Brian J. Barth

Brian J. Barth writes about the environment, culture, policy, food, agriculture, urbanism, design and more. @brianjbarth

Recent Articles

Sometimes It’s Lonely Being Liberal

At an “underground” watering hole in Pocahontas, Iowa—they serve fair-trade coffee, not homemade whiskey—hope grows for the tiny town’s left-wing minority.

(Carmella Schultes)
(Carmella Schultes) J.D. Scholten, who is running against Republican Representative Steve King, visits the Upstairs Coffee Shop in Pocahontas, Iowa. I n a suite above Flex Fitness in Pocahontas, Iowa, population 1,700 and dropping , Carmella Schultes paces the creaky wood floor as her guests arrive. The Upstairs Coffee Shop, which Schultes opened in 2016, may be on the second floor, but like a Prohibition-era watering hole, it is, figuratively speaking, underground. But Schultes’s patrons aren’t hiding their taste for fair-trade espresso; it’s liberal politics that they, in this deep-red town, are keeping closeted. “I felt so frustrated and lonely after the election,” recalls Schultes, 63, who runs the Pocahontas Chamber of Commerce from the room next door. “I had to do something.” She knew there were some like-minded folks in town— 25 percent of voters in Pocahontas County cast a ballot for Hillary Clinton, after all—but the local social scene was not welcoming to those who needed to...

Will Big Business Help Fight Trump’s Anti-Environment Agenda?

Environmental advocates may find that an unlikely ally—big business—helps them erect a firewall against the most damaging aspects of a polluter-heavy Trump administration’s agenda.

AP Photo/Elaine Thompson
AP Photo/Elaine Thompson Solar panels and a green roof are among the sustainably-built features of the new Google building on the company's campus Tuesday, February 16, 2016, in Kirkland, Washington. E nvironmentalists can be excused for feeling apocalyptic about Donald Trump’s presidency. Compared with Barack Obama, who championed the Paris Agreement, enacted the Clean Power Plan and preserved major swaths of open space, President-elect Donald Trump can come off as the planet’s grim reaper, ready to usher in a new era of dirty water, polluted air, and melting glaciers. Trump’s cabinet selections make crystal clear that his anti-environment rhetoric as a candidate was no mere campaign swagger. To head the Environmental Protection Agency, he has tapped Oklahoma Attorney General Scott Pruitt, a man who has repeatedly sued the agency. For energy secretary, he’s picked Rick Perry, the former Texas governor who once vowed to eliminate that agency. For secretary of state, Trump has tapped...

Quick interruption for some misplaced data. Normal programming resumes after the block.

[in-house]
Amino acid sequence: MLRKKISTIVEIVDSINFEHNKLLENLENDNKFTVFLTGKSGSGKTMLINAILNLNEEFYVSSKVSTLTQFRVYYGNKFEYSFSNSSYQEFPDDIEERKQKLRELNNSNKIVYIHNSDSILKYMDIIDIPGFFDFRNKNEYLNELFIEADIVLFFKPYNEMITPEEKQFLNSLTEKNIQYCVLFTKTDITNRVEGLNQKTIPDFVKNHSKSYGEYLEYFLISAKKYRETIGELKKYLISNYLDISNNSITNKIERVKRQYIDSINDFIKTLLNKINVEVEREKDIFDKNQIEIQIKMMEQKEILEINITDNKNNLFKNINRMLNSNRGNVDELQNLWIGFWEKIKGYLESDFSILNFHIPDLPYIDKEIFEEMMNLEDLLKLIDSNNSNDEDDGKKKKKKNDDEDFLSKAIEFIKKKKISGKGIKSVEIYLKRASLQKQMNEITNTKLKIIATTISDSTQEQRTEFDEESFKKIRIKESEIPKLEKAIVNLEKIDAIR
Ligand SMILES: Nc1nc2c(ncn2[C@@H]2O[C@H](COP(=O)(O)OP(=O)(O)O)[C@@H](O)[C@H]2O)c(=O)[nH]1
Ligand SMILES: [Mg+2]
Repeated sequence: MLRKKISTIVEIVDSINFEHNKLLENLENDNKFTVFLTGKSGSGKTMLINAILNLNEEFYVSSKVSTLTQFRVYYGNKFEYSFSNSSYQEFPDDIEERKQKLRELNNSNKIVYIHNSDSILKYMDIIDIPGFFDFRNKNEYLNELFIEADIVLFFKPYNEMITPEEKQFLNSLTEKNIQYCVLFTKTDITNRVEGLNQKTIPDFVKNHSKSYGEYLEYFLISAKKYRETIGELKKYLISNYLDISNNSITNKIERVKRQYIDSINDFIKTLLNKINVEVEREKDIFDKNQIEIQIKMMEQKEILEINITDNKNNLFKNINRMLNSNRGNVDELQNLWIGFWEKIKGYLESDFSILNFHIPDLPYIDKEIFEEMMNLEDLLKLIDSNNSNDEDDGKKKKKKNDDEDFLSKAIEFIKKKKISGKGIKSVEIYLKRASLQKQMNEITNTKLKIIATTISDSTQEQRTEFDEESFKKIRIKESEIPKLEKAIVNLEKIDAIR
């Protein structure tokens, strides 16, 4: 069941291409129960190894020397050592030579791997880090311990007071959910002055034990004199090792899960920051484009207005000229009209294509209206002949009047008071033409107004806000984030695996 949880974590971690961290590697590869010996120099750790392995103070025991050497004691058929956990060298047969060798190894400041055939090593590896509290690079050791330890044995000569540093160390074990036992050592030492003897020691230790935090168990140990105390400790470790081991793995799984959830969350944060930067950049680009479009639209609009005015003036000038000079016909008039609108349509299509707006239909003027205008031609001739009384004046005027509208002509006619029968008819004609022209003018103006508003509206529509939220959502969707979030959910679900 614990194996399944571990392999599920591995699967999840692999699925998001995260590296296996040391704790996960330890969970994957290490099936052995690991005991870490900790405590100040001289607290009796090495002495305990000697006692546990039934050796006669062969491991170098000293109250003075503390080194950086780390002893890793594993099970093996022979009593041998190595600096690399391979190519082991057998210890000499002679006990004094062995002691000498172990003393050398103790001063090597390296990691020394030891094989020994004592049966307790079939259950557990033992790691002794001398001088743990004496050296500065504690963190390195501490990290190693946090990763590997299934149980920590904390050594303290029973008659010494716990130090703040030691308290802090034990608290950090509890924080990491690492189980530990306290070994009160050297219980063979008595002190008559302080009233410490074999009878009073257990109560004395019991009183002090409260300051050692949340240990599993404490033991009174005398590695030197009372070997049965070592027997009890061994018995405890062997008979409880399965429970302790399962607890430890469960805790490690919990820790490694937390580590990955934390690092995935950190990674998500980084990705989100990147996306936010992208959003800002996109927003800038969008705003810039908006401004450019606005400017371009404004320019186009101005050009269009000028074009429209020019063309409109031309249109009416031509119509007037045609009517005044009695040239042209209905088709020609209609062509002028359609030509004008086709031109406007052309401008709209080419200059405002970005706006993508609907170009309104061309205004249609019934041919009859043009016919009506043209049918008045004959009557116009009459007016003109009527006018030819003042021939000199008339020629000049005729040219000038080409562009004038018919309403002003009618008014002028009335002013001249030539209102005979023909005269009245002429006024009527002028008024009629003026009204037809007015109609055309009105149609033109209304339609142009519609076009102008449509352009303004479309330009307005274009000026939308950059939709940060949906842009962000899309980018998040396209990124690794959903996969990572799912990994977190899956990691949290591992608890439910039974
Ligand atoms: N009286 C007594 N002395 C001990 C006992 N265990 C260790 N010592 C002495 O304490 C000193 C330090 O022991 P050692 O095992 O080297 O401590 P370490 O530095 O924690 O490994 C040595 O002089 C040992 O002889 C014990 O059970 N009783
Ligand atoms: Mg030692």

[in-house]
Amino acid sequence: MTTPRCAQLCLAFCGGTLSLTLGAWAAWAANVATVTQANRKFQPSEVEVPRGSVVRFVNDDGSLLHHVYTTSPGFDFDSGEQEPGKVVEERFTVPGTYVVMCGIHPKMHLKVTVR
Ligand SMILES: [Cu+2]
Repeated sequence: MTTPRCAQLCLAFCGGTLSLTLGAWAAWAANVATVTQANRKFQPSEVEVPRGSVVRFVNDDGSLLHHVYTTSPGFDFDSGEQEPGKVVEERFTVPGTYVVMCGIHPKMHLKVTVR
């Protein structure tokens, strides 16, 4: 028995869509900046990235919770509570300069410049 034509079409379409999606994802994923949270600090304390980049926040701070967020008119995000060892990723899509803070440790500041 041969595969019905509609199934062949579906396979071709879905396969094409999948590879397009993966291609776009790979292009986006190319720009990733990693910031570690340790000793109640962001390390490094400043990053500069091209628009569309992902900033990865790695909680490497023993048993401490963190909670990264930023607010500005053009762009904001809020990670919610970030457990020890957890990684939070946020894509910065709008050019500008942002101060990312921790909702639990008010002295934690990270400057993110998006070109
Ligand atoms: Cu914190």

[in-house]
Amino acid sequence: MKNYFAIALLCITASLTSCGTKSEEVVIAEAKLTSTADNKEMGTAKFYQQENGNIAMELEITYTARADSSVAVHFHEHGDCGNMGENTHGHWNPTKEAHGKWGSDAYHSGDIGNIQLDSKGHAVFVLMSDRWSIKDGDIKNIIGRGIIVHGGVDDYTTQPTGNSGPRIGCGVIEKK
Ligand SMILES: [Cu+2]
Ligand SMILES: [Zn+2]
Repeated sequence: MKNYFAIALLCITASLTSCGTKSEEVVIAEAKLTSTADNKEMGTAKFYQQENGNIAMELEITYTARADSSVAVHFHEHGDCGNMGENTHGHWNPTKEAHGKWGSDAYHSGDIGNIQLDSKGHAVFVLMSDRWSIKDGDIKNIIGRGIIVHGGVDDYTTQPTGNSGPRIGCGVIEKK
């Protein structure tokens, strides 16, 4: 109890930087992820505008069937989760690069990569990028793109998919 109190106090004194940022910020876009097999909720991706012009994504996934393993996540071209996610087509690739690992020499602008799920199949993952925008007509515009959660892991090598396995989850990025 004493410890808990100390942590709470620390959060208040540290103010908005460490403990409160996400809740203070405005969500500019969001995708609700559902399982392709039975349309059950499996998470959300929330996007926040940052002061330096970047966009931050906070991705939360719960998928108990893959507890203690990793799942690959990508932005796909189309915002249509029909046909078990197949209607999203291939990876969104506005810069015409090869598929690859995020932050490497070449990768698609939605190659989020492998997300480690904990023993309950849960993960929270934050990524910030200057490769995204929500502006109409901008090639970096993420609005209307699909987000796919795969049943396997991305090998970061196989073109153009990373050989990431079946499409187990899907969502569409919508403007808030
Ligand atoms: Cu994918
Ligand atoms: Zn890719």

Will the Green Political Machine Foil Trump?

Donald Trump’s climate denial has fired up environmental activists who have launched an early and aggressive voter turnout effort that could help Hillary Clinton and other Democrats.

Alex Milan Tracy/Sipa via AP Images
Alex Milan Tracy/Sipa via AP Images Protesters at a climate justice march in Portland, Oregon, on December 12, 2015. V oters don’t tend to rank the environment among their top five concerns, but green activists have staked out an early and potentially decisive role in the progressive movement to defeat Donald Trump. Indeed, the presumptive GOP presidential nominee is widening the left-right divide on the environment into a gaping abyss. Climate politics, in particular, is emerging as a politically potent wedge issue that could drive Democratic and swing voters, some of whom have yet to enthusiastically embrace Hillary Clinton, to turn out against Trump. “He has said any number of things that by themselves would have been enough to demonstrate that he is a distinct threat to our progress on climate that we’ve made over the last 12 months, but also to baseline protections for clean air and clean water,” says Clay Schroers, national campaigns director at the League of Conservation Voters...

Q&A: Farmers Are the New Climate Warriors

Meet the Environmental Defense Fund’s Robert Parkhurst, the man working to create a market for farm-based carbon sequestration.

AP Photo/Rich Pedroncelli
AP Photo/Rich Pedroncelli A rice stalk on a farm near Dunnigan, California. Environmental advocates have all but given up on their long-cherished goal of a federally-mandated cap-and-trade program to rein in carbon emissions, given the present state of gridlock on Capitol Hill. But amid protracted hemming and hawing over how such a system would stack up against carbon taxes or other broad incentives to reduce emissions, the state of California has stepped in where Washington policymakers fear to tread. California formed its own state-mandated carbon market in 2012, restricting the emissions of 600 of the state’s biggest polluters, who produce 85 percent of greenhouse gas emissions statewide. Lowering the “cap” will slash emissions in the state 16 percent by 2020. More recently, the California Air Resources Board , which oversees the state’s carbon market, linked arms with allies north of the border—Quebec, Ontario, and Manitoba—to ink an agreement that will integrate the three...